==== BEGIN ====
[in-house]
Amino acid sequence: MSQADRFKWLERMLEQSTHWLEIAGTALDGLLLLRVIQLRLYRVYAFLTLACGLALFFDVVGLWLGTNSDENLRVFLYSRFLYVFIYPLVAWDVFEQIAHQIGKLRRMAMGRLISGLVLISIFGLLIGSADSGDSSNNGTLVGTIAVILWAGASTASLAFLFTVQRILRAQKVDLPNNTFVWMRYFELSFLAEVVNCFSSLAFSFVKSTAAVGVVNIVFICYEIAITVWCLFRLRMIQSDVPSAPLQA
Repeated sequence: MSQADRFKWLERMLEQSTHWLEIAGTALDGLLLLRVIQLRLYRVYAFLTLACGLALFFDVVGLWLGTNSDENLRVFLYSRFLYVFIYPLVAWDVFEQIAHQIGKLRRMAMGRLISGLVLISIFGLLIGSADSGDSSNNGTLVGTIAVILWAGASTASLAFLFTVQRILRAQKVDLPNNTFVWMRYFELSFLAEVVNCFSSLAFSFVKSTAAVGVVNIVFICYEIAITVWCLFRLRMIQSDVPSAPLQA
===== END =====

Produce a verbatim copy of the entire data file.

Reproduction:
[in-house]
Amino acid sequence: MSQADRFKWLERMLEQSTHWLEIAGTALDGLLLLRVIQLRLYRVYAFLTLACGLALFFDVVGLWLGTNSDENLRVFLYSRFLYVFIYPLVAWDVFEQIAHQIGKLRRMAMGRLISGLVLISIFGLLIGSADSGDSSNNGTLVGTIAVILWAGASTASLAFLFTVQRILRAQKVDLPNNTFVWMRYFELSFLAEVVNCFSSLAFSFVKSTAAVGVVNIVFICYEIAITVWCLFRLRMIQSDVPSAPLQA
Repeated sequence: MSQADRFKWLERMLEQSTHWLEIAGTALDGLLLLRVIQLRLYRVYAFLTLACGLALFFDVVGLWLGTNSDENLRVFLYSRFLYVFIYPLVAWDVFEQIAHQIGKLRRMAMGRLISGLVLISIFGLLIGSADSGDSSNNGTLVGTIAVILWAGASTASLAFLFTVQRILRAQKVDLPNNTFVWMRYFELSFLAEVVNCFSSLAFSFVKSTAAVGVVNIVFICYEIAITVWCLFRLRMIQSDVPSAPLQA